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DRI Dietary Reference Intakes: For Thiamin, Riboflavin, Niacin, Vitamin B6, Folate, Vitamin B12, Pantothenic Acid, Biotin, and Choline
Dietary Reference Intakes (DRIs)
RDA (Recommended Dietary Allowance): the intake level that is sufficient to meet the nutrient requirement of nearly all (97 to 98 percent) healthy individuals in a group.
AI (Adequate Intake): a value based on observed or experimentally determined approximations of nutrient intake by a group (or groups) of healthy people—used when an RDA cannot be determined.
UL (Tolerable Upper Intake Level): the highest level of daily nutrient intake that is likely to pose no risk of adverse health effects to almost all individuals in the general population. As intake increases above the UL, the risk of adverse effects increases.
EAR (Estimated Average Requirement): a nutrient intake value that is estimated to meet the requirement of half the healthy individuals in a group.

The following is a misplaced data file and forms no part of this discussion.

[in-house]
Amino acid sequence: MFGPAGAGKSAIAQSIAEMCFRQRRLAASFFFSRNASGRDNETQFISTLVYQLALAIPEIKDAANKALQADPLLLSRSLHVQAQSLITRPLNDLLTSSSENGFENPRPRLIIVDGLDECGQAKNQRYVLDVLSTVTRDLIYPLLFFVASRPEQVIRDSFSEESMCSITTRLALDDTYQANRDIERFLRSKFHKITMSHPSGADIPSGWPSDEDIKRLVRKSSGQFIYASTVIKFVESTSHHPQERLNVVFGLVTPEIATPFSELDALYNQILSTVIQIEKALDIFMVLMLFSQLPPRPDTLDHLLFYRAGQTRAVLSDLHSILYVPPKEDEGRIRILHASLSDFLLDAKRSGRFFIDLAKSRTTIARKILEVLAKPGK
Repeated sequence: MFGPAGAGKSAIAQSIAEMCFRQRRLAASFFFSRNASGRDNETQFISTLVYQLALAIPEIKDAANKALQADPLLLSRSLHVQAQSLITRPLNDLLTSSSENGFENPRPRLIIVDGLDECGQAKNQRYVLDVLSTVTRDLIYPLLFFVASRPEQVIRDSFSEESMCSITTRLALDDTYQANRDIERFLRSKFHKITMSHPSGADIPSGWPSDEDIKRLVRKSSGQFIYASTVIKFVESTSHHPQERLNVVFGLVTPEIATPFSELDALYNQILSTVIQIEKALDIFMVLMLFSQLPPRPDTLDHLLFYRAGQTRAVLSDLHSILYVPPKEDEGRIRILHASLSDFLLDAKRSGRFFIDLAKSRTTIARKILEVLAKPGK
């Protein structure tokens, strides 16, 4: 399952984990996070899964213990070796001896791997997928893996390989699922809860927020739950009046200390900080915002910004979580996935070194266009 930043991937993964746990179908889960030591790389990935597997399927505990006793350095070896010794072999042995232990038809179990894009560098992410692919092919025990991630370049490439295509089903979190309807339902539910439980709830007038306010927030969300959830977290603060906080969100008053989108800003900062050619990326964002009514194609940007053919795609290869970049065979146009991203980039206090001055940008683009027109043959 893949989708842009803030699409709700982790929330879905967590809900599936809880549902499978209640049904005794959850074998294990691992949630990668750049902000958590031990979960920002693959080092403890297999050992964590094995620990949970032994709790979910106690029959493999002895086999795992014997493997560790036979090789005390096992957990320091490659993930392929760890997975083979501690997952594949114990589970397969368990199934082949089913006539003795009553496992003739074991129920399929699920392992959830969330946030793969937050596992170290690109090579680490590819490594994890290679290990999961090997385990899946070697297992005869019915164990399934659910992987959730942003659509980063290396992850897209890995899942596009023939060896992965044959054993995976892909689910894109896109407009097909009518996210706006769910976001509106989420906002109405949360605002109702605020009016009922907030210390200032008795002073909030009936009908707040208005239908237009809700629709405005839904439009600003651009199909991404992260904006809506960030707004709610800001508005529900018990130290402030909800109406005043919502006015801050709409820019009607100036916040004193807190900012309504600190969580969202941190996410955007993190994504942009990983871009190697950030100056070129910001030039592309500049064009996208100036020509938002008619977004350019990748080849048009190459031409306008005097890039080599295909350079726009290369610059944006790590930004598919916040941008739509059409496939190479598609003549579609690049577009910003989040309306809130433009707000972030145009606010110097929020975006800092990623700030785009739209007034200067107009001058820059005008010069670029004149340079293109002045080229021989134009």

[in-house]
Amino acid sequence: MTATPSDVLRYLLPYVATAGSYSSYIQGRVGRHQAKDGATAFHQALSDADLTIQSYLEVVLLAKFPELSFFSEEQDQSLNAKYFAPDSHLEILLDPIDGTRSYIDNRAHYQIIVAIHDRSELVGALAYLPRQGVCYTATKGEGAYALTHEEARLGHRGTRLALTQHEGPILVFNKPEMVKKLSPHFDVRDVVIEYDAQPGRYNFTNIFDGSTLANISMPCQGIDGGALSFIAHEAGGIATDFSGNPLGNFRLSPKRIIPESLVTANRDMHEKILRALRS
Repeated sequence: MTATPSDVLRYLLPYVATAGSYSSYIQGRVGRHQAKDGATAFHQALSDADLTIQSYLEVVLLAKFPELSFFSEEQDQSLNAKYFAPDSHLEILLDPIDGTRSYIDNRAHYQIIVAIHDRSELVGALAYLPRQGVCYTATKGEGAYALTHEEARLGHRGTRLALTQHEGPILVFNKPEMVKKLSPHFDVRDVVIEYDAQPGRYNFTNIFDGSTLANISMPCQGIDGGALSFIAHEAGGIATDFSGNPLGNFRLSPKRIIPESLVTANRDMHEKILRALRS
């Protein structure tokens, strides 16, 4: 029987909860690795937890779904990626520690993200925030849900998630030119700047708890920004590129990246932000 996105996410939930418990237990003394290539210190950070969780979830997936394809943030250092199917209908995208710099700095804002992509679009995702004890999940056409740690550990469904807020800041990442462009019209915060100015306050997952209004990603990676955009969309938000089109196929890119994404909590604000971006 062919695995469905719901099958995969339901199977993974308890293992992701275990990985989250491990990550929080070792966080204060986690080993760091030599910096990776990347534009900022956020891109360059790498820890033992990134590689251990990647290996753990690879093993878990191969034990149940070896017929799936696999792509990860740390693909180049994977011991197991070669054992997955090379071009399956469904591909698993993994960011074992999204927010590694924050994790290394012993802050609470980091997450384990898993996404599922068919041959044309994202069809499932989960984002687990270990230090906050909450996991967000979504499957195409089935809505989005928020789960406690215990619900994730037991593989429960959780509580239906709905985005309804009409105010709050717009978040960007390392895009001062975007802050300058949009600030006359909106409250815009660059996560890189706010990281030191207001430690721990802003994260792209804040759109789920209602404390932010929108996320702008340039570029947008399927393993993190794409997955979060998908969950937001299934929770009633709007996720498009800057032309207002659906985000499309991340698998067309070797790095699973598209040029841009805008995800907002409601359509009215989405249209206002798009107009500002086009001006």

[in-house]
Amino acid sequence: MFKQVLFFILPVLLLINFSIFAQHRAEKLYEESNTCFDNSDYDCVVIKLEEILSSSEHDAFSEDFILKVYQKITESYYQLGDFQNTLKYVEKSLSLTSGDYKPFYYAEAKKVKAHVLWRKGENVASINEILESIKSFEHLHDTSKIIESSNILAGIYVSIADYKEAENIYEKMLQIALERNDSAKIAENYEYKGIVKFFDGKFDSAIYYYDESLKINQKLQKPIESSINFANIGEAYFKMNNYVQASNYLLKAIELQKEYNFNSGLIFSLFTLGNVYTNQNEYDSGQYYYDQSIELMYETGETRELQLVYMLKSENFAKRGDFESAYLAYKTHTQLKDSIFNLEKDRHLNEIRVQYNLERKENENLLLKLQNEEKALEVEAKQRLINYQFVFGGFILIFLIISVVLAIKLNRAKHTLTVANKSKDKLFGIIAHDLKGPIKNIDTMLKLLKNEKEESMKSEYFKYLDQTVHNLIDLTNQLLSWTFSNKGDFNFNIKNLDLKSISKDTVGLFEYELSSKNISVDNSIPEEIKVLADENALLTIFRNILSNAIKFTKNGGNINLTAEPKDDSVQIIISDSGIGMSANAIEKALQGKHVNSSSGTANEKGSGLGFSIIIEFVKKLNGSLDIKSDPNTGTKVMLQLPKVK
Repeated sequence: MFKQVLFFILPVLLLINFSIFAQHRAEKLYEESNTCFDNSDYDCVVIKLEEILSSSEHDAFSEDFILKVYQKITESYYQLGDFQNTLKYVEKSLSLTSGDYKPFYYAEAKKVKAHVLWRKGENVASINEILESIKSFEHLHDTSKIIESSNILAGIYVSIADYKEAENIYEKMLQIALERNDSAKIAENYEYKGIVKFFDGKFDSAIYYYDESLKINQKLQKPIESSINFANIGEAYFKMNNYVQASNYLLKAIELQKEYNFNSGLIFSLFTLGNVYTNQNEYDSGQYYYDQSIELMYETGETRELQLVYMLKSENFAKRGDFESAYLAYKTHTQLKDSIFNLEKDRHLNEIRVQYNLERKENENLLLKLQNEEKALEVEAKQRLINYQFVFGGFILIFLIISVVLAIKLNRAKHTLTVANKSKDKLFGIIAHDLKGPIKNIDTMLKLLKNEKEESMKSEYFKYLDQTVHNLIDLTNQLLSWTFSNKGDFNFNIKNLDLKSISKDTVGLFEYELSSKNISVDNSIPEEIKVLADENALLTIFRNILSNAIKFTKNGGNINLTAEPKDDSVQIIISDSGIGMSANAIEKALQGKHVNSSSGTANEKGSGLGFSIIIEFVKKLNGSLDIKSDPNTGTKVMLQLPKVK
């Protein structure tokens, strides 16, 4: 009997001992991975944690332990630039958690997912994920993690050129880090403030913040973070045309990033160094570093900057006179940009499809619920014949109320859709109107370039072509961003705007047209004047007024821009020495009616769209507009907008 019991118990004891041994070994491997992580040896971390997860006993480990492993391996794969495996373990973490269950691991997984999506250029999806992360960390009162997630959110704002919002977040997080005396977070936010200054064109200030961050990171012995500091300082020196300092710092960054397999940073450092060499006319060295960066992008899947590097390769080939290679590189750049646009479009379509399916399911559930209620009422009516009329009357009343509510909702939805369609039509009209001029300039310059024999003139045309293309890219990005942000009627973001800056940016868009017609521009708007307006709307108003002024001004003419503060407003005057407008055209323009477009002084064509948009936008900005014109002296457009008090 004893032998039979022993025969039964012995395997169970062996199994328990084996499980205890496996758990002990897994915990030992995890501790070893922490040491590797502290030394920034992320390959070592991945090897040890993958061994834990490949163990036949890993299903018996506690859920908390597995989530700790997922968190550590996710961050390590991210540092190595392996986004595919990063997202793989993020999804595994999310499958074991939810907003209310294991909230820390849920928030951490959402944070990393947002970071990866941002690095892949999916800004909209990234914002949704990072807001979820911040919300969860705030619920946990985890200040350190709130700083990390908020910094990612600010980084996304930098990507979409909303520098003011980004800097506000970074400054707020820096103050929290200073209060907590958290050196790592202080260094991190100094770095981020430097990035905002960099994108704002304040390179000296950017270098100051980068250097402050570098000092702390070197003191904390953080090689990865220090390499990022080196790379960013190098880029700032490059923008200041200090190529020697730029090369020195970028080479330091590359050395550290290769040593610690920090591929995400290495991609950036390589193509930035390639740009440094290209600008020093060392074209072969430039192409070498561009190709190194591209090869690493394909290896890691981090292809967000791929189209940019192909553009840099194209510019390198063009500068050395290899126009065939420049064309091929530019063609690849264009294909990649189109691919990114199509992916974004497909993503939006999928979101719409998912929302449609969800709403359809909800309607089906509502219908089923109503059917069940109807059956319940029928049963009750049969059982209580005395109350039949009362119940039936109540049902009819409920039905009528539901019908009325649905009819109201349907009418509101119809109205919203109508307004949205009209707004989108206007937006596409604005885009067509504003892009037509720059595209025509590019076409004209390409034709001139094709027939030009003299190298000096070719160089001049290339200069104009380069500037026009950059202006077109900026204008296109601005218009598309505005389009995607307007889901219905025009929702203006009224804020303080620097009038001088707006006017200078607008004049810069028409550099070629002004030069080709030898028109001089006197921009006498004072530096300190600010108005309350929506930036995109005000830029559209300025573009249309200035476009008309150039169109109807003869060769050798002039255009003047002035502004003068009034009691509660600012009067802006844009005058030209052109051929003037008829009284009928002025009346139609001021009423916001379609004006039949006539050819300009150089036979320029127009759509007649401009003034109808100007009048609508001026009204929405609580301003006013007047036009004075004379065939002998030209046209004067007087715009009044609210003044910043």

NOTE: DRIs are expressed as intakes per day but they are meant to represent intakes averaged over time.
USING RECOMMENDED DIETARY ALLOWANCES
Nutrient Recommendations for Individuals
The Recommended Dietary Allowance (RDA) is the value to be used in guiding healthy individuals to achieve adequate nutrient intake. It is a goal for average intake over time; day-to-day variation is to be expected. RDAs are set separately for specified life stage groups and sometimes they differ for males and females. The RDAs are not intended to be used for planning diets for groups or assessing the nutrient intakes of free-living groups (Beaton, 1994). Rather, the RDAs are intended to ensure the adequacy of nutrient intake. If a healthy person meets the RDA for a nutrient, there is only a very slight chance that the intake is inadequate for this person.
The RDA is expressed as a single absolute value. For example, from Chapter 6, the RDA and thus the recommended daily intake of niacin for women ages 19 through 30 years is 16 mg/day of niacin equivalents. This would be the case for a woman in this age